The handless cleric showed no reaction to the verdicts, staring straight ahead as the guilty verdicts were read out.

He showed no emotion afterwards but leant forward to speak to his counsel Edward Fitzgerald. Hamza then consulted with his solicitor before being led to the cells.

Hamza was convicted unanimously of six out of the nine soliciting to murder charges he faced by the seven men and five women jury on the fourth day of their deliberations.

He was also convicted of three charges under the Public Order Act 1986 of "using threatening, abusive or insulting words or behaviour with the intention of stirring up racial hatred".

The cleric was further convicted of a charge of possession of video and audio recordings which he intended to distribute to stir up racial hatred.

He was also convicted on the last of the 15 charges he faced, under section 58 of the Terrorism Act, of possession of a document, the encyclopaedia, which contained information "of a kind likely to be useful to a person committing or preparing an act of terrorism".

The manual featured a dedication to al Qaida leader Osama bin Laden and a list of potential targets, including Big Ben and the Eiffel Tower.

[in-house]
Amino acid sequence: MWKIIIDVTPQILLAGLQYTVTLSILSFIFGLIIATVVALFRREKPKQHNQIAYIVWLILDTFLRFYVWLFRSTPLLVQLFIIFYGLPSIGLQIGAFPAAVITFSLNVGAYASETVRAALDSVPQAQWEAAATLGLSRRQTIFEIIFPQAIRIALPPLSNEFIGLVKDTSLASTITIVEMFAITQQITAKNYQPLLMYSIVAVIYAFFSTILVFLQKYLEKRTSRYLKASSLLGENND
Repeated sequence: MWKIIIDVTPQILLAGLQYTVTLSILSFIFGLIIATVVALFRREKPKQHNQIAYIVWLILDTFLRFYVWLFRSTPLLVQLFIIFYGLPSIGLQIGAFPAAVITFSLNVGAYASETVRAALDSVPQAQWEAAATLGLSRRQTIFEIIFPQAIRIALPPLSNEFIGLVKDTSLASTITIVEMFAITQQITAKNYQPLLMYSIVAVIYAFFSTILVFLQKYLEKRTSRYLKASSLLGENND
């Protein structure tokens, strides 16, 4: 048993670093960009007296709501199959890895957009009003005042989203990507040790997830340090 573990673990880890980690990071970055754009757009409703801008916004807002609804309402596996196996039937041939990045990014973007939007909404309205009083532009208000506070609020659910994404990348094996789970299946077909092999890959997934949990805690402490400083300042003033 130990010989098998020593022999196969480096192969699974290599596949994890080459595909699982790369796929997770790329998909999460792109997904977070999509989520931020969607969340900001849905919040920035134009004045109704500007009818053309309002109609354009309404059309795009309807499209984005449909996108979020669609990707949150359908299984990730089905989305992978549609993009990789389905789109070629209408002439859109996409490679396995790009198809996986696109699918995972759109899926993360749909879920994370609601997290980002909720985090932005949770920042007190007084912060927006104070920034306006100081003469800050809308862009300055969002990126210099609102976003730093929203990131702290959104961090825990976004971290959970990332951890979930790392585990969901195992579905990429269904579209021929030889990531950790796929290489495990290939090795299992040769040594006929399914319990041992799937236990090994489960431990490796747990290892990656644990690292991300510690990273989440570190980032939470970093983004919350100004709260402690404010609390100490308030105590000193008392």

He was acquitted of the other three soliciting to murder charges and of one charge of stirring up racial hatred.

He denied all the charges.

Hamza was sentenced to seven years for the counts of soliciting to murder, 21 months for each of the charges of stirring up racial hatred, three years for possession of threatening, abusive or insulting recordings and three-and-a-half years for possession of a document likely to be useful to a terrorist.

All the sentences are to run concurrently.

In mitigation before sentence, Hamza's counsel Edward Fitzgerald said the cleric would "strenuously contest" extradition to the US.

"The main charge on which the Americans seek this defendant is one which was investigated by the police here in 1999 and it did not lead to the preferring of any charge."